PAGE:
After adjusting programming to get through the COVID-19 pandemic, one Lethbridge minister says the Christian Church is still struggling. Reverend Taylor Croissant with Southminster United Church in downtown Lethbridge presented a talk to the Southern Alberta Council On Public Affairs (SACPA) on Jan. 19, where he posed the question, “will the church survive the pandemic?”
“In a way there is a simple answer to this, yes the Christian church will go on,” he said. “Levels of religiosity have ebbed and flowed throughout the history of Christianity but the challenges currently faced by individual congregations will be daunting for the remainder of this decade. Our churches have struggled to get their attendance back to their pre-pandemic levels.”
He pointed out tangible challenges the church faced, such as finances and shifting to online worships when people were staying at home. He added the church is still dealing with the intangible issues that it faced during the peak of the pandemic, such as divisive politics.
“Keeping peace within our congregations became tremendously hard. This has still not been resolved in Lethbridge — as court dates for the accused plotting the murder of an RCMP officer at the Coutts blockade have seen protest gatherings at the courthouse in the recent months and they are invoking Christian messaging to further their cause and I will say unequivocally as a Christian leader in Lethbridge that I denounce this use if the Christian faith to advocate violence in our community,” he said.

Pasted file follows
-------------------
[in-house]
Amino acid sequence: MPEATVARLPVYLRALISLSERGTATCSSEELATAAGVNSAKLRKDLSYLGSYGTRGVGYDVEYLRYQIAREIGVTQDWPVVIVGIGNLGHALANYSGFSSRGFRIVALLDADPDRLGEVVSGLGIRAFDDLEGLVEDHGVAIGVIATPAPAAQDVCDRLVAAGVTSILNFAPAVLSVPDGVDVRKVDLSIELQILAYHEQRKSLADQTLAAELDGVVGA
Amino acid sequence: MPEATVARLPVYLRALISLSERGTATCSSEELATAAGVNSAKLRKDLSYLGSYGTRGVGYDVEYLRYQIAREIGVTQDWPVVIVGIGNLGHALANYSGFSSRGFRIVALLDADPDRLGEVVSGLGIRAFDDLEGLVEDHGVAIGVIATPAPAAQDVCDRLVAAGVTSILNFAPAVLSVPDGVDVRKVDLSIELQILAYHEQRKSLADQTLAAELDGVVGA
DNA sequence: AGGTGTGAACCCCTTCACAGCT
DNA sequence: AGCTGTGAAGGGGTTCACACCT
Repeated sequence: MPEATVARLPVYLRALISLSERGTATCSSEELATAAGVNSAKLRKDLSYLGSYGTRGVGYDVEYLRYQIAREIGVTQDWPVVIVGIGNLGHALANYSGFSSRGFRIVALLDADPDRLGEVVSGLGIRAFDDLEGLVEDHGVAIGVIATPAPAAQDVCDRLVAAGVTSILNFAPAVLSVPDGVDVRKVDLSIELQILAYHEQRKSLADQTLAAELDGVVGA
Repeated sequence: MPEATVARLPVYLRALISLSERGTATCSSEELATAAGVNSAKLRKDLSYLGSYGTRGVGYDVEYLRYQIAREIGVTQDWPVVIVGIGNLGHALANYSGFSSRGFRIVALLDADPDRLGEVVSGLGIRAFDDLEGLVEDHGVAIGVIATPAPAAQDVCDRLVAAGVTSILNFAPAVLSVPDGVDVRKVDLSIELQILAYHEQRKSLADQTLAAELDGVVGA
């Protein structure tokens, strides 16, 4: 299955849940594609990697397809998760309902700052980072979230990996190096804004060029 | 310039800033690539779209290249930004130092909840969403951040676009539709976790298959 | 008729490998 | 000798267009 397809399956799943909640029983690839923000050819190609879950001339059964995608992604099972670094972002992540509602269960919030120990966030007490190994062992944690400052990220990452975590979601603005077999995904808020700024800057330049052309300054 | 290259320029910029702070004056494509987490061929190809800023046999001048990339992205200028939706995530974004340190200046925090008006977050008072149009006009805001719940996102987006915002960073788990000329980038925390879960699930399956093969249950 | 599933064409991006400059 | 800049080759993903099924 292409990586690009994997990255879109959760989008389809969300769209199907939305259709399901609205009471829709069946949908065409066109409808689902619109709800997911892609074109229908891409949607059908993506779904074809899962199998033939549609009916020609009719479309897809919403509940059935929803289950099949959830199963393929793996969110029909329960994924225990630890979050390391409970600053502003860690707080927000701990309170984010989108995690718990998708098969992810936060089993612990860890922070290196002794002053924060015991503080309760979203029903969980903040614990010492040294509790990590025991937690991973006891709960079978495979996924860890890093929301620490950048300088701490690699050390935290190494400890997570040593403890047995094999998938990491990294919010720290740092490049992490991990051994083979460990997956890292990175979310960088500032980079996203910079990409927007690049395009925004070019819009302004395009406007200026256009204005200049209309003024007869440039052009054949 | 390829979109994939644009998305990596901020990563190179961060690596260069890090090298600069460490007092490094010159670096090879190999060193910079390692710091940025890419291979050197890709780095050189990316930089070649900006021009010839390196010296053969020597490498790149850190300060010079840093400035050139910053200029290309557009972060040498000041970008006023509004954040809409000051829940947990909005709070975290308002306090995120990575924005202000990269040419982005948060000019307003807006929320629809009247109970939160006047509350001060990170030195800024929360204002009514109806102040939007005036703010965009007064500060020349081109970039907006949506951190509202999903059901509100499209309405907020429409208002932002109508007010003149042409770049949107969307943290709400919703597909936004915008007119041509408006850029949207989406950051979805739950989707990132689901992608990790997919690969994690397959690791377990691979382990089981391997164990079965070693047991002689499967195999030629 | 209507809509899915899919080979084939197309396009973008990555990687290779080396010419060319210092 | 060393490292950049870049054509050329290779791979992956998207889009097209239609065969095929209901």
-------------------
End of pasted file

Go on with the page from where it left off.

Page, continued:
He said he expects it to take several years for churches to build back up to pre-pandemic attendance levels and predicts many faith communities will be lost in Lethbridge before the end of the decade.
“Churches will also struggle going forward in the pandemic in finding their purpose. Especially for us churches that make up the downtown ministerial, We have seen the devastation that surrounds us in downtown Lethbridge — the housing crisis, the addictions crisis,” he said. “We want to do something to help, especially so for us United Anglican and Roman Catholic churches because so much of these very serious social issues can be directly connected with our denominations’ histories in running Indian Residential Schools. Because of our own struggles trying to hold our own congregations together right now, our inability to offer support that would make a difference in the face of these multiple crises is quite chastening.”
Croissant said finances continue to be the biggest challenge for faith communities.